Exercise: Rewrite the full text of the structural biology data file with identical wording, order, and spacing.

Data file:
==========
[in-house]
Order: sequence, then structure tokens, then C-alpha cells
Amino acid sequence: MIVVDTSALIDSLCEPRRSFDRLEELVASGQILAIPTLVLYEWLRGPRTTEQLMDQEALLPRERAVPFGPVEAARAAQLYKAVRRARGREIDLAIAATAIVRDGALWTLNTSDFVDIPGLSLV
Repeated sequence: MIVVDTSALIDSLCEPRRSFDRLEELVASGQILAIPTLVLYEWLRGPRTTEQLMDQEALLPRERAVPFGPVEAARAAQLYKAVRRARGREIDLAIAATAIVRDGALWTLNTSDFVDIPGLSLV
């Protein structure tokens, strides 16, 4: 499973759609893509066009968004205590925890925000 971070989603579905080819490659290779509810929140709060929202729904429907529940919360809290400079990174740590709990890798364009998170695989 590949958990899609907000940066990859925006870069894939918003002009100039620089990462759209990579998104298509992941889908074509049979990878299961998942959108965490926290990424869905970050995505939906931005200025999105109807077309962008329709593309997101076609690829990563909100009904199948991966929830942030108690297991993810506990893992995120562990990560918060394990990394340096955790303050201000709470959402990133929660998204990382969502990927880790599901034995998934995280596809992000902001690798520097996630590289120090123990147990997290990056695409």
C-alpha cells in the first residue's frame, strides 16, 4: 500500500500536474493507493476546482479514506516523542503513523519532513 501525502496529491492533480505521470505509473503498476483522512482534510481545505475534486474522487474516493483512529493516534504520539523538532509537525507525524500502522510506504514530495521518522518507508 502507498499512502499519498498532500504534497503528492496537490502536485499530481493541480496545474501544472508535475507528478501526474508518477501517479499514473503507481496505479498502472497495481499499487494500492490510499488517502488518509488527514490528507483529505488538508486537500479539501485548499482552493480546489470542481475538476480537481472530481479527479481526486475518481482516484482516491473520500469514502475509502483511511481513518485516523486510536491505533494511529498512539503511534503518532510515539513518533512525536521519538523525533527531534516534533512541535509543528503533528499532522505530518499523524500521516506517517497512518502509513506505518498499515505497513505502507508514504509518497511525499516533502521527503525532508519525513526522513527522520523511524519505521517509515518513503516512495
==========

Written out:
[in-house]
Order: sequence, then structure tokens, then C-alpha cells
Amino acid sequence: MIVVDTSALIDSLCEPRRSFDRLEELVASGQILAIPTLVLYEWLRGPRTTEQLMDQEALLPRERAVPFGPVEAARAAQLYKAVRRARGREIDLAIAATAIVRDGALWTLNTSDFVDIPGLSLV
Repeated sequence: MIVVDTSALIDSLCEPRRSFDRLEELVASGQILAIPTLVLYEWLRGPRTTEQLMDQEALLPRERAVPFGPVEAARAAQLYKAVRRARGREIDLAIAATAIVRDGALWTLNTSDFVDIPGLSLV
């Protein structure tokens, strides 16, 4: 499973759609893509066009968004205590925890925000 971070989603579905080819490659290779509810929140709060929202729904429907529940919360809290400079990174740590709990890798364009998170695989 590949958990899609907000940066990859925006870069894939918003002009100039620089990462759209990579998104298509992941889908074509049979990878299961998942959108965490926290990424869905970050995505939906931005200025999105109807077309962008329709593309997101076609690829990563909100009904199948991966929830942030108690297991993810506990893992995120562990990560918060394990990394340096955790303050201000709470959402990133929660998204990382969502990927880790599901034995998934995280596809992000902001690798520097996630590289120090123990147990997290990056695409």
C-alpha cells in the first residue's frame, strides 16, 4: 500500500500536474493507493476546482479514506516523542503513523519532513 501525502496529491492533480505521470505509473503498476483522512482534510481545505475534486474522487474516493483512529493516534504520539523538532509537525507525524500502522510506504514530495521518522518507508 502507498499512502499519498498532500504534497503528492496537490502536485499530481493541480496545474501544472508535475507528478501526474508518477501517479499514473503507481496505479498502472497495481499499487494500492490510499488517502488518509488527514490528507483529505488538508486537500479539501485548499482552493480546489470542481475538476480537481472530481479527479481526486475518481482516484482516491473520500469514502475509502483511511481513518485516523486510536491505533494511529498512539503511534503518532510515539513518533512525536521519538523525533527531534516534533512541535509543528503533528499532522505530518499523524500521516506517517497512518502509513506505518498499515505497513505502507508514504509518497511525499516533502521527503525532508519525513526522513527522520523511524519505521517509515518513503516512495